Try to shrink the volume again. If it still is unreasonably large, you will then have to look at Event Viewer to find which file is at the boundary.
1- Right click on Computer => Manage => Event Viewer => Windows Logs => Application.
2- Click on Filter Current Log, and put ‘259’ for the Event ID
3- Click on the latest event and look through the detail to find the problematic file. You can then attempt to delete that file (or set of files) manually. You may have to restart into safe mode to delete some files

It took me about 5 loops of doing the above before I was finally able to shrink my volume to the size that I wanted. After successful, you can then re-enable the features that you want (namely System Restore and Virtual Memory)

Troubleshooting OpenVZ Out of Memory and Could Not Allocate Memory Errors

I will sometimes run into an error inside an OpenVZ guest where the system complains about running out of memory. This is usually seen as a message containing “Cannot allocate memory”. It may even occur when trying to enter into the container

[root@host ~]# vzctl enter 908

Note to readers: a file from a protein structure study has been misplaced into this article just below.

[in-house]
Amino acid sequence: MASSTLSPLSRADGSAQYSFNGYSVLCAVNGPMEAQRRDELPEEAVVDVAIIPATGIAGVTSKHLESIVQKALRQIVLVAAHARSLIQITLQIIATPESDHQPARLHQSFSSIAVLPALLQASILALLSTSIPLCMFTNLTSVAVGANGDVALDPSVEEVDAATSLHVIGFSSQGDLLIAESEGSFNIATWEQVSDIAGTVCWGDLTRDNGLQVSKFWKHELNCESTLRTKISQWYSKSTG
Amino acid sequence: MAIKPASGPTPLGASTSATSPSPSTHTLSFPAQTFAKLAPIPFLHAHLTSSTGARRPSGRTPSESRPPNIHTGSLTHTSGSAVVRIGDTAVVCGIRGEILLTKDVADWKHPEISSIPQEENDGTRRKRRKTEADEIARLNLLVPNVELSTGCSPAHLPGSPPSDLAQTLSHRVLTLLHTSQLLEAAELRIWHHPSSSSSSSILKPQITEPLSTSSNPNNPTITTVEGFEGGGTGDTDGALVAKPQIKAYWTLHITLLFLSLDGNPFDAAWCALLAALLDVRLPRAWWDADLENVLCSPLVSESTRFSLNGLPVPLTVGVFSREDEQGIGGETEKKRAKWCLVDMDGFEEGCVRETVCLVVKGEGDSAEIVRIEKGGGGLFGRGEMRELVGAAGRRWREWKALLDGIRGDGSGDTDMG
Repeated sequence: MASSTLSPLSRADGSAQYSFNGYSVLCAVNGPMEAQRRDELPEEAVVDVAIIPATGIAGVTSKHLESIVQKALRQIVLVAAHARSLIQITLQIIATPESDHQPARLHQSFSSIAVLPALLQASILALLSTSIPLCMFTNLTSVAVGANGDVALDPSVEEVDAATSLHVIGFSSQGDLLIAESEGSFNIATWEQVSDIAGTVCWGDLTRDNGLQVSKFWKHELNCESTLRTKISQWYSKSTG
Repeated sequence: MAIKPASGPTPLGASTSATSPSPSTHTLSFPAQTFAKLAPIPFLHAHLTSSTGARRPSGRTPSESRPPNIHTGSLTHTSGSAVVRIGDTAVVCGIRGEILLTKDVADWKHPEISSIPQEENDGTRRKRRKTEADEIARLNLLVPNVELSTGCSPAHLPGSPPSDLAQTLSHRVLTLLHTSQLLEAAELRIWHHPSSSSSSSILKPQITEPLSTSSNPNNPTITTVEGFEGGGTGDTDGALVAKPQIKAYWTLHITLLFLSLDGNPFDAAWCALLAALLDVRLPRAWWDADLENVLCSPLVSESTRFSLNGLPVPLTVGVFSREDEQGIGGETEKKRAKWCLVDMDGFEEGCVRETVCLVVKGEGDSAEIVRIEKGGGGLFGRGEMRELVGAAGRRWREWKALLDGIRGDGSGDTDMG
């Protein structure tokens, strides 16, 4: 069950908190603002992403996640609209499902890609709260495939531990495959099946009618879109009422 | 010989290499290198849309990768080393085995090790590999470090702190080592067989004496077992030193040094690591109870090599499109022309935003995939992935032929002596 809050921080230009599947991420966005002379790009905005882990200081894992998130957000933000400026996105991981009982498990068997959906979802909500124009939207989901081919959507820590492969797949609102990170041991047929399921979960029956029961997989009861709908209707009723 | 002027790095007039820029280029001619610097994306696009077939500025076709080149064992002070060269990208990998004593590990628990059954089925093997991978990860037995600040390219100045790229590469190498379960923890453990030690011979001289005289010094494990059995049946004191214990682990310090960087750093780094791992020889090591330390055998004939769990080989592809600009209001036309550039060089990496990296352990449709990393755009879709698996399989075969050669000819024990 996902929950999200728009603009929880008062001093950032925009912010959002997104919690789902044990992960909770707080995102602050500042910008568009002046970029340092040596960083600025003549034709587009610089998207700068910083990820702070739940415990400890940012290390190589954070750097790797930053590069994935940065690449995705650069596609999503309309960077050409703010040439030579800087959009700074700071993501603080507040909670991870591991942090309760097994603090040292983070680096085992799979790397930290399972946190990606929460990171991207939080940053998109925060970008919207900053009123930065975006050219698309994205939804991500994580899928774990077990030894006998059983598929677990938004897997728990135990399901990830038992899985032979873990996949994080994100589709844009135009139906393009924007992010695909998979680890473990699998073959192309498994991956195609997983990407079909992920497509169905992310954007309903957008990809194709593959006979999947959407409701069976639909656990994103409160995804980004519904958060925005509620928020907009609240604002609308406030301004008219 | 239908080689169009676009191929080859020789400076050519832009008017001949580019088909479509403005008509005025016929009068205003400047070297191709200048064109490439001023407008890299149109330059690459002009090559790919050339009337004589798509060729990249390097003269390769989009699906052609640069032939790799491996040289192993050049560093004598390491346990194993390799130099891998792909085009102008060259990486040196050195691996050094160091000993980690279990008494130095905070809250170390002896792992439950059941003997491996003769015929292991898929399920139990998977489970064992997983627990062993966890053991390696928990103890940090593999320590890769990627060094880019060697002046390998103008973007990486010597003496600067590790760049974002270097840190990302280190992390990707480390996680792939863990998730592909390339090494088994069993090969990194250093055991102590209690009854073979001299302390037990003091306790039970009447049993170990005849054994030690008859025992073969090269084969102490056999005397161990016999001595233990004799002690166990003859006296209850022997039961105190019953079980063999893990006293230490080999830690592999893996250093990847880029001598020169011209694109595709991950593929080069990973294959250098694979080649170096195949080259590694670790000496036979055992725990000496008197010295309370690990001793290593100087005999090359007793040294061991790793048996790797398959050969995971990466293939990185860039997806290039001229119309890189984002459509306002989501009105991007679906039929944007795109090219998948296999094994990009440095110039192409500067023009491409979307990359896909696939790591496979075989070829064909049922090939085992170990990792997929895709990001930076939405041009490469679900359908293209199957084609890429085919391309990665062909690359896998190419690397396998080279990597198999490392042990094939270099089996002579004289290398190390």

entered into CT 908
-bash: /root/.bash_profile: Cannot allocate memory

This particular error can be difficult to troubleshoot because OpenVZ has so many different limits. The “Cannot allocate Memory” error is a pretty generic error, so Googling it doesn’t necessarily yield any useful results.

I’ve found that the best way to track down the source of the problem is to examine the /proc/user_beancounter statistics on the host server. The far right column is labeled ‘failcnt’ and is a simple counter for the number of times that particular resource has been exhausted. Any non-zero numbers in that column may indicate a problem. In this example, you can see that the dcachesize parameter is too small and should be increased

[root@host ~]# cat /proc/user_beancounters
Version: 2.5
       uid  resource                     held              maxheld              barrier                limit              failcnt
      908:  kmemsize                  5170890              5776435             43118100             44370492                    0
            lockedpages                     0                    0                  256                  256                    0
            privvmpages                 53561                55089              1048576              1048576                    0
            shmpages                        2                    2                21504                21504                    0